No Way To Pick A President [NOOK Book]

Overview



A premier political reporter considers our presidential politics and how to improve them-an essential book as campaign 2000 gets under way.

Jules Witcover, who has covered every presidential election since 1952, here combines unparalleled anecdotal knowledge about Presidential politics with scintillating wisdom about just what's wrong with those politics. He shows us, in memorable and dramatic detail, how over the years an influx of ...
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No Way To Pick A President

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Overview



A premier political reporter considers our presidential politics and how to improve them-an essential book as campaign 2000 gets under way.

Jules Witcover, who has covered every presidential election since 1952, here combines unparalleled anecdotal knowledge about Presidential politics with scintillating wisdom about just what's wrong with those politics. He shows us, in memorable and dramatic detail, how over the years an influx of professional mercenaries-with no party loyalties and virtually no political principles-has corrupted American public life and formed a new technocracy that dominates every phase of electoral politics. Along with this, television has changed politics dramatically, even destructively, which only discourages voter participation and puts off some of our most promising candidates.
In this lively, story-filled book, Witcover examines the many ways in which politicians have condoned or encouraged these developments, and how they have responded to the new demands of a media-driven, money-conscious age. He assesses the effect of campaign funds both "soft" and "hard," and of a press corps that practices invasive, "gotcha" journalism in its own quest for greater celebrity and financial reward. He concludes with sage and experienced recommendations on how to improve our Presidential politics-beginning even this year!-and revive public interest and confidence in American democracy.

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Product Details

  • ISBN-13: 9781429922081
  • Publisher: Farrar, Straus and Giroux
  • Publication date: 4/1/2011
  • Sold by: Macmillan
  • Format: eBook
  • Pages: 352
  • File size: 371 KB

Meet the Author



Jules Witcover, a native of New Jersey, has been a national news reporter based in the capital since 1954, and, since 1981, a syndicated columnist for the Baltimore Sun. The author of ten books, he lives in Washington, D.C.
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Read an Excerpt


No Way To Pick A President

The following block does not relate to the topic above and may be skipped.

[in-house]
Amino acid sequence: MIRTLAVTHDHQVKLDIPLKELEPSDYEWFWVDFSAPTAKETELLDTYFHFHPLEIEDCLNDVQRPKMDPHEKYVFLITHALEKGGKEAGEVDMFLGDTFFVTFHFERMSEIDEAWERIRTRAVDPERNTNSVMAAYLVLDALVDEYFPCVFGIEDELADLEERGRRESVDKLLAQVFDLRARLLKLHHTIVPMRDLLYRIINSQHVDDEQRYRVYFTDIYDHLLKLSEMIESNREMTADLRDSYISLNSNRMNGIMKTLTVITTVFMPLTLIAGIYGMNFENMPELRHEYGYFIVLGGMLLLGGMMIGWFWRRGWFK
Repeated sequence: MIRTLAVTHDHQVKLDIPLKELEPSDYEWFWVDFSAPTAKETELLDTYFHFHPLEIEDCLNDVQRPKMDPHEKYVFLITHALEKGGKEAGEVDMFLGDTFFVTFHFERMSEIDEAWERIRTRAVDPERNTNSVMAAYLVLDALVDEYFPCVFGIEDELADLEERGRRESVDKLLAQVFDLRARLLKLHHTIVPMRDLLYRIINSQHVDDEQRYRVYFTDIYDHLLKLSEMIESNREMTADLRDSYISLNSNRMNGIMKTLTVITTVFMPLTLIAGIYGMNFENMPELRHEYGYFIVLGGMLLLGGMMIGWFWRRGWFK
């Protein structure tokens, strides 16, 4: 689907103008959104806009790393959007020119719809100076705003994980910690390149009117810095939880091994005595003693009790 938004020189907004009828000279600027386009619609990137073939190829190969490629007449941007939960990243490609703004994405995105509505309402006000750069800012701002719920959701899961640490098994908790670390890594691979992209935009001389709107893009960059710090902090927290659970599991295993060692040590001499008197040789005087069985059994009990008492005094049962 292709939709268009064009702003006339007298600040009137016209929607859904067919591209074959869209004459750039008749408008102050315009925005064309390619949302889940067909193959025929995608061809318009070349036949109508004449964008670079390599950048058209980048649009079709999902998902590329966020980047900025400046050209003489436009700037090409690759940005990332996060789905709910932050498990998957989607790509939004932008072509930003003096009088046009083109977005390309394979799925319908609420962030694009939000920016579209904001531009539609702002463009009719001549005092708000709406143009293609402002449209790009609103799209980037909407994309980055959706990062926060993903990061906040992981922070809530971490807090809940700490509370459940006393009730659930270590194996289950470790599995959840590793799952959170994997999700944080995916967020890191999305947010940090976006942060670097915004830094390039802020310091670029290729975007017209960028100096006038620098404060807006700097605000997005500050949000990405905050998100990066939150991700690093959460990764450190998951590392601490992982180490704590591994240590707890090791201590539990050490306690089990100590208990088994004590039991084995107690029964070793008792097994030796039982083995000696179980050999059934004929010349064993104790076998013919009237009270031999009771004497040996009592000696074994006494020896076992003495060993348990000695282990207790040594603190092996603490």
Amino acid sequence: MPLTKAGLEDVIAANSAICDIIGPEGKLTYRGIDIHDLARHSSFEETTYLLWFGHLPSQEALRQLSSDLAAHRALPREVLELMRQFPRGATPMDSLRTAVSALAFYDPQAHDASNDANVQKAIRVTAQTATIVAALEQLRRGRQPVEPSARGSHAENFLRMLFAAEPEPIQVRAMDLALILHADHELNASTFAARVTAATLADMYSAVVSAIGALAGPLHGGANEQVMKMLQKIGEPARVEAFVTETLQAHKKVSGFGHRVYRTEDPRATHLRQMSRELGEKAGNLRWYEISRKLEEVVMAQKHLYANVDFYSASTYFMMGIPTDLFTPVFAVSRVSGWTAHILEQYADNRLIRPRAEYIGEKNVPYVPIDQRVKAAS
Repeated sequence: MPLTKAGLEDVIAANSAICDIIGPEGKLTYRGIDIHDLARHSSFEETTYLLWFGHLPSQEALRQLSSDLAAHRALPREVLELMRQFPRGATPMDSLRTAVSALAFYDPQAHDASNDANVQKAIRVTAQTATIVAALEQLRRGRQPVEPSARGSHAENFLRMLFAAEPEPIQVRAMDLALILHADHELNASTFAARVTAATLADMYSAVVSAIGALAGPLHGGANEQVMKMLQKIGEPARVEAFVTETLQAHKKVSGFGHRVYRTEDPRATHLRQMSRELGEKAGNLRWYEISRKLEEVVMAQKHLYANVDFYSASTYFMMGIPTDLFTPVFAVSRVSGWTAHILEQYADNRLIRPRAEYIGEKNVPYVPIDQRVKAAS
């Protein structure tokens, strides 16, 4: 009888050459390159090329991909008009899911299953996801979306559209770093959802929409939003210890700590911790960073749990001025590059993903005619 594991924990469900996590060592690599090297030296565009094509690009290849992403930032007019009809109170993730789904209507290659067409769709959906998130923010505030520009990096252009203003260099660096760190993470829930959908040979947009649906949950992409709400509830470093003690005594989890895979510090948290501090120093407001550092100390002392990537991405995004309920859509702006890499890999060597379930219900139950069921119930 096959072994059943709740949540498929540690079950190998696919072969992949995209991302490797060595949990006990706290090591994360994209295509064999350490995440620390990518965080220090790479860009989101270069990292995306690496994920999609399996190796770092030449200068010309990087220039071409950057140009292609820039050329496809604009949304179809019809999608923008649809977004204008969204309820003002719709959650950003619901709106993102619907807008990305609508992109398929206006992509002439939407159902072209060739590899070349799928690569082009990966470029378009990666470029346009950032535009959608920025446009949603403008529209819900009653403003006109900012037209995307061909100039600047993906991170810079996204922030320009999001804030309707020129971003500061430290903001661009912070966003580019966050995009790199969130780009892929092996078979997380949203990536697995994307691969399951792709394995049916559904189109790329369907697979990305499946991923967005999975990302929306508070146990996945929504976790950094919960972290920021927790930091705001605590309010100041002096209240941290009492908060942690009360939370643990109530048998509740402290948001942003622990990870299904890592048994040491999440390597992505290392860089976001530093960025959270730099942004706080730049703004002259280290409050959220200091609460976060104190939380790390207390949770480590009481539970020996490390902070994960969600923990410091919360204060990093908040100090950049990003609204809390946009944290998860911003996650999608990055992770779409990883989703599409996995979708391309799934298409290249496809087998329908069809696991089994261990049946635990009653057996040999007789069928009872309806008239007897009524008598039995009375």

1ME FOR PRESIDENTEvery American mother likes to think that her son (or, nowadays, her daughter) can become president. Although it isn't likely to happen, the long odds don't prevent a fair number of Americans who have attained the constitutional age of thirty-five from trying. Many don't seem to have much else in the way of qualifications for the job, but that doesn't stop them.It's said that when John F. Kennedy first thought about seeking the presidency, he looked around the United States Senate, saw a number of his colleagues who were being mentioned as prospective candidates, and asked himself: Why not me? Kennedy at that time was forty-two years old and had served six years in the House of Representatives and seven in the Senate. Many others who have reached for the White House have had much less experience to recommend them, but if they're old enough, are native-born, and have resided in the United States for fourteen years, as the Constitution also stipulates, nothing but good sense prevents them from reaching for politics' shiniest brass ring.Long service to one's political party does remain important, however, particularly in the Republican Party. In recent years, a sort of pecking order by longevity has been established, with only occasional intrusions by candidates with sufficient celebrity to breach that order. General Dwight D. Eisenhower, for example, brushed aside the party stalwart Senator Robert A. Taft of Ohio in 1952, and Ronald Reagan barged in on patient GOP foot soldiers George Bush and Robert Dole in 1980. In between, party regulars who had "earned" the nomination--Richard Nixon in 1960, 1968, and 1972,Barry Goldwater in 1964, the short-time incumbent Gerald Ford in 1976, Bush in 1988 and 1992, and Dole in 1996--all were anointed as toilers in the party vineyards. Dole, forced to wait in the wings by Reagan, and then by his vice president, Bush, campaigned in 1996 on the argument that it was "my turn.""It's always seemed to me," says Dole, "you should have some party experience, you should have done some legwork in the party. I don't say you earn the spot; I mean, it's never yours. But I think it's just the way it ought to work. If I want to go out and run as a Republican, I should be able to go out and tell the people in Iowa and New Hampshire whoever I've been able to deal with over the years. If I wake up some morning and say I want to be president, having done nothing in the party, but I've got a lot of money in the bank or whatever [Steve Forbes, please note], there's something missing there, the way I look at it. You've got to have a feel for the people you represent. You get that through experience and hard work, and defeat. In my case, I started off as a young Republican district chairman, way, way, way back. That's when you had to work your way up in the party. Now you just need sort of celebrity status or the money. Once you're sort of established, then you start doing things for the party."On the other hand, Dole says, "I was considered by some too much of an insider, I had too much experience." Some, he recalls, "said he's been there so long, he has no ideas, he's tired. I didn't feel that way, but some people had that view: that it's good to get this fresh face, somebody who just pops out of the sky."The imposing task that running for and winning the presidency has become, however, has discouraged many distinguished Americans from making the try. So has the knowledge that they will run in a glass fishbowl, their every word and action exposed to public scrutiny. At the same time, some of the most improbable political figures have sought the office, and a few--like an obscure peanut farmer and former one-term governor of Georgia named Jimmy Carter--have won it, encouraging others to emulate their boldness.There was a time when the most prominent political leaders did step forward to seek the presidency, or were pushed to the fore by their peers in the famous smoke-filled rooms where party nominations were negotiated. These peers were well equipped to assess the prospective candidates on two critical aspects: their qualifications for the presidency and their prospects for electionto the office. Theoretically, the chances of an untested candidate seizing the prize were minimized by the gauntlet of party elders the nominee had to run. On other occasions, the necessity of multiple convention ballots before a nominee could be agreed upon inevitably led to delegation horse trading by state and big-city party leaders, producing eventual nominees who, while prominent at the time, proved to be eminently forgettable. Typical was James A. Garfield in 1880, a former Union general and Ohio congressman, chosen to be the Republican nominee on the thirty-sixth ballot to break a deadlock between James G. Blaine of Maine and John Sherman of Ohio.Garfield's claim on history was his assassination in his first months in office and the elevation to the presidency of an even greater obscurity, Vice President Chester A. Arthur, a former Collector of the New York Custom House. Arthur had been tapped as Garfield's running mate as a payoff to New York Republican bosses. The Garfield-Arthur ticket was a rebuke to the notion that the smoke-filled room was a reliable if undemocratic vehicle for producing effective national leadership.So was the nomination forty years later of Senator Warren G. Harding of Ohio by the Republicans in the most famous smoke-filled-room exercise. After four inconclusive ballots, a group of fellow senators called Harding into a hotel suite and questioned him into the wee hours before determining he was sufficiently inoffensive, and anointing him. Their attempt to put another Senate colleague on the ticket, however, was rejected by the convention delegates. Instead, they nominated the benign governor of Massachusetts, Calvin Coolidge, with fateful result when Harding, like Garfield, died in office, only seventeen months after taking the presidential oath.By this time, the power of the cigar-puffing party bosses to handpick nominees was being diminished by the development of presidential primaries to select convention delegates. By 1916, twenty-six states had adopted primary laws as part of the Progressive reform movement. That trend flagged during and between the two world wars, but it resumed with a vengeance in the 1970s, again reducing the power and influence of party kingmakers. The nowdominant primary process in effect issued an open invitation to anyone with the ambition and, in the absence of strong qualifications, the chutzpah to run.The would-be presidents who have tried and failed rival in their near-anonymity and forgettableness our elected vice presidents. Who cannot but remember Larry Agran, John Ashbrook, Roger Branigin, Ned Coll, Phil Crane,Lar Daly, Ben Fernandez, Lenora Fulani, Milton Shapp, Morrie Taylor, and Sam Yorty? Such long shots are often asked whether they are not really running for the vice presidency. Shapp, a nondescript governor of Pennsylvania who had won some local acclaim for settling a massive truckers' strike, was such a nonbelievable presidential prospect in 1976 that he was asked at a press conference in Washington whether he was "really running for Secretary of Transportation"!In late 1979, a Republican senator from South Dakota named Larry Pressler, widely considered one of the Senate's and his party's lightest lightweights, threw his hat in the ring. When in only three months the folly of his initiative struck him as it had everybody else, he pulled out. But senators, as members of an exclusive club of one hundred, often consider themselves to be in the prime breeding ground for presidents, although only two, Harding in 1920 and Kennedy in 1960, were directly elected to the Oval Office from the Senate in the twentieth century. The latest example of presidential pipedreaming is Republican senator Robert Smith of New Hampshire, a vacuous nonentity who in 1998 indicated his intention to seek his party's nomination, hoping to use his state's first-in-the-nation primary to jump-start a national campaign. By mid-1999, his dismal progress persuaded him to quit the GOP and consider switching his doomed candidacy to an obscure third party.Before World War I, when the United States first emerged as a world power, being governor of a state was considered the best place to prepare for the presidency. That job's administrative responsibilities made it seem like a good training ground for running the country, and much political power rested in the governorships. But as the foreign-policy responsibility of the presidency greatly enlarged, and as the election of delegates to the major parties' nominating conventions became more democratic, other officeholders and men prominent in other fields were able to project themselves into presidential contention and garner the delegates required to capture the nominations.The mortality rate of presidents in the twentieth century eventually made it clear that a job once shunned as a dead end, the vice presidency, was in fact the best stepping-stone to the Oval Office. The deaths of four presidents--William McKinley, Harding, Franklin D. Roosevelt, and Kennedy--elevated Theodore Roosevelt, Calvin Coolidge, Harry Truman, and Lyndon Johnson;and the resignation of Richard Nixon put Gerald Ford, the nation's first unelected vice president under the Twenty-fifth Amendment, into the White House.While the presidency began as an exalted position to be occupied by exalted men--George Washington, John Adams, Thomas Jefferson, James Madison, James Monroe--it also in time fell prey to unimpressive and forgettable figures as well--William Henry Harrison, John Tyler, James Polk, Zachary Taylor, Millard Fillmore, Franklin Pierce, James Buchanan--before Abraham Lincoln strode onstage. Thereafter, another nine quadrennial elections passed before another giant appeared--Theodore Roosevelt, himself elevated from the vice presidency. And in the century to follow, only a handful--Woodrow Wilson, Franklin Roosevelt, Truman, Eisenhower, Kennedy, Johnson, and, in some quarters at least, Ronald Reagan--were regarded as superior.Although some romantics like to suggest that the office seeks the man, that has seldom been true, with only a few notable exceptions--Washington, Franklin Roosevelt after his first term, and Eisenhower. Most presidential hopefuls, especially in the second half of the twentieth century, have had to go out and get the presidency if they wanted it. Even Eisenhower, sought by both parties in 1948 but unwilling, four years later at the Republican convention seized the party's nomination over Taft only after a stiff fight over contested credentials. The closest thing to a genuine draft in the Democratic Party in the last half century came in 1952, after Governor Adlai E. Stevenson II of Illinois had declined to seek the nomination, saying he preferred a second term in Springfield. Upon Truman's announcement that he would not run again, eleven hopefuls and favorite sons, led by Senator Estes Kefauver of Tennessee, joined the fray, but Stevenson was not among them. Truman himself urged Stevenson to run and a group of Illinoisans established a draft committee. Despite repeated statements declaring his unfitness for the presidency and unwillingness to seek it, by convention time the Stevenson draft had attracted key party leaders like Mayor David Lawrence of Pittsburgh. Stevenson was nominated on the third ballot but was snowed under by Eisenhower in November.The route most candidates have been obliged to travel, however, is a torturous one. It requires them to spend a year or more before the election campaign actually starts building name recognition and raising money. They mustspend month after month away from home and family, sleeping in nondescript motels and hotels, even on occasion on a supporter's living-room couch, as Mayor John Lindsay of New York did in 1972.They must submit themselves to the company of rich fools and their harebrained ideas for making the country better or themselves richer, in exchange for campaign contributions. They must associate with local and state party hacks, many of them unsavory characters, who dangle support under their noses in return for a promised job or a seat at the decision-making table. They must attend crack-of-dawn country breakfasts where they are stuffed with huge stacks of pancakes, mountains of greasy eggs and bacon, and rivers of warmed-over coffee before embarking on another eighteen-hour day of gladhanding. Then there are dreary Kiwanis and Optimist Club lunches with local insurance salesmen and undertakers and their sappy rituals. (MC: "We're honored today by the presence of a good friend from Washington, D.C.--Jack Kemp!" All: "Hi, Jack!") And each night there is the interminable, barely edible cold chicken dinner, shaking hundreds or even thousands more hands at a reception in the local VFW hall, followed by three hours of speeches by locals running for sheriff or county supervisor. And the candidates must endure all this with frozen smiles that they must somehow fashion so as to seem genuine.Many would-be presidents do all this while holding down a full-time job as a governor or in Congress, stealing away hours each day begging for money on the telephone or hours each night on quick plane trips halfway across the country and back. Others who do not have a full-time job make one of campaigning for president. An example is Lamar Alexander, former governor of Tennessee and Secretary of Education in the Bush administration, who spent two years seeking the Republican presidential nomination for 1996 and, having failed, started up again on a second bid almost immediately after the election. His best showings in a competitive primary or caucus in 1996 were third place in Iowa and New Hampshire, which he obviously deemed sufficient encouragement to start the trek all over again. As far as could be perceived with the naked eye, the groundswell for another Lamar Alexander presidential campaign essentially began and ended in his own head, but that is all it takes under the existing system of candidate self-selection.For every individual who attains his party's nomination, let alone thepresidency, there are dozens like Alexander who make the same debilitating and dehumanizing commitment and come up empty. And not only once, but several times. It used to be that when a presidential aspirant ran, lost badly and tried again, he was regarded as a screwball. Exhibit A was former Minnesota governor and Eisenhower cabinet member Harold Stassen, the classic hopeless candidate for the presidency more than half a dozen times. Now there is a certain method in the madness."Given the nature of the primary process," says the pollster and campaign strategist Robert Teeter, "you have to spend a lot time running for president--two or four or maybe ten years. And who's to say that's bad? The process tends to surface people who have been around for a long time. Certain people are seen as acceptable; you may not vote for them but they don't scare you to death because they've been around for three or four cycles--Hubert Humphrey, Ed Muskie, Bob Dole, Jack Kemp--and have gone through press scrutiny, and the public has gotten used to them. Those candidates who come out of nowhere, like [Governor Michael] Dukakis [of Massachusetts], are not successful."But persevering is not for everybody, even ambitious politicians like Walter Mondale in the 1976 cycle. After more than a year of actively exploring a presidential candidacy, he suddenly announced in late 1974 that he was abandoning his quest because he was no longer "willing to go through fire" for the Democratic nomination. He was weary, he said, of "sleeping in Holiday Inns." But presidential ambition, once experienced, does not die easily. Less than two years later, when Jimmy Carter, the presidential nominee, was shopping around for a running mate, Mondale made himself available. Referring to his 1974 complaint, he now observed: "What I said at the time was that I didn't want to spend the rest of my life in Holiday Inns. But I've checked and found they've all been redecorated. They're marvelous places to stay, and I've thought it over and that's where I'd like to be."After a year or more of chasing money and supporters, the candidate must go delegate hunting. From February through June in each presidential-election year, voters in state primaries and caucuses choose the delegates they wish to represent them at one of the two major-party conventions. The delegates are usually designated in these exercises according to the presidential candidate for whom they announce they will vote. The most politically activecitizens in each state must be courted assiduously by the candidate to win their support and then keep it. It is a long and costly obstacle course not recommended for the faint of heart, the deficient of wallet, or the sore of feet.In earlier days, when presidential nominees of the major parties were chosen by state party leaders in the legendary smoke-filled rooms of the national conventions, a certain peer review applied in making the selections from among men--exclusively men--prominent in party affairs, at the big-city, state, and national levels. The most likely candidates were large-state governors, prominent cabinet members, and, occasionally, members of Congress or military heroes. Rarely, an individual well established in a nongovernment field--a newspaper publisher, financier, or businessman--would be considered. Not only the perceived qualifications of the candidate to be an effective president but also the practical consideration of his chances of being elected were uppermost in the judgment of those making the choice. Factionalism and ideology also counted, with much wheeling and dealing among the parties' power brokers.In these circumstances, the chances of a little-known candidate breaking through with little establishment backing were slim. But with much greater popular participation in the process, given the proliferation of direct primaries and party caucuses, it has become closer to the truth (yet still far-fetched) that any mother's son could become president. Increasing numbers of them tried, qualifying for a ballot position in various states, sometimes attaining it, but never getting much beyond that initial stage. As the process became more open, however, more and more candidates entered into contention, not because fellow Americans demanded their services, but because they decided to offer themselves. Seeking the presidency for many was like climbing Mount Everest--because it was there.Others, to be sure, were propelled into the race because of their political success at another level, having demonstrated voter appeal or a superior record in administering a state, running a government department, or fighting a war. The vice presidency, once considered the equivalent of a gold watch awarded for faithful party service and a one-way ticket to political oblivion, came to be viewed differently: in seven of the last nine presidential elections, in fact, one or both of the major party presidential nominees had served as vice president.An irony in the competition for president is that because of the physicalhardships imposed and the costs of running not only in dollars but in lost privacy and in unwanted scrutiny of private and financial affairs, many of the most respected Americans choose not to run. As the bar is lowered, many less qualified or less known Americans see their own chances raised, at least in their own minds. In 1992, for example, the decision of the popular and respected governor of New York, Mario Cuomo, not to seek the Democratic nomination opened the door for a governor from Arkansas relatively unknown to most Americans named Bill Clinton. And in 1996, General Colin Powell's rejection of strong overtures from the Republican Party invited a large field of presidential contenders to challenge the old party warhorse Bob Dole.Self-selection in deciding who shall compete for the presidency has been underscored by the recent phenomenon of wealthy men--Ross Perot in 1992 and 1996, Steve Forbes in 1996 and 2000--bankrolling their own campaigns. Rich men, certainly, have as much right to run for president as poor men. But their money enables them to bypass hurdles that presidential hopefuls without their financial resources must clear--becoming well known and posting achievements that can garner the popular and financial support required to make a respectable showing.Candidates with plenty of money or the ability to raise it therefore take the playing field with a tremendous advantage. In today's political combat, it is not enough to be a formidable candidate. One must be supported by a vast array of political talent and foot soldiers schooled in the refinements of seeking high office in the era of television, computer technology, and mass persuasion, and one must have or raise the millions of dollars it takes to finance their efforts.Considering the immense personal and financial sacrifices demanded of presidential candidates and their families, it is not so surprising that some of the nation's most prominent and promising public figures elect not to seek the presidency. Considering the same sacrifices, and how low public service generally has fallen in the esteem of the citizenry, it is also surprising how many do seek the job. With a true presidential draft a far-fetched prospect these days, and with the party mechanisms that once brought forth presidential nominees from the top echelons no longer functioning as of yore, the field of prospective presidents is left basically to self-selection.The man who picks himself and then goes about the business of gatheringan organization around him, like the manufacturer of a new product, sets out to find the right people to develop, shape, test, and market it, using state-of-the-art equipment if he can afford it, making up for lack of it with personal energy, ingenuity, charm, and luck if he can't. And because the needs are there for many specialized skills, the free-enterprise system brings forth other men and women who have them. Today they are known, often disparagingly, as "hired guns." They are at the heart of presidential politics, leading the parade, in Bill Clinton's favorite phrase, over the bridge to the twenty-first century.Copyright © 1999 by Jules Witcover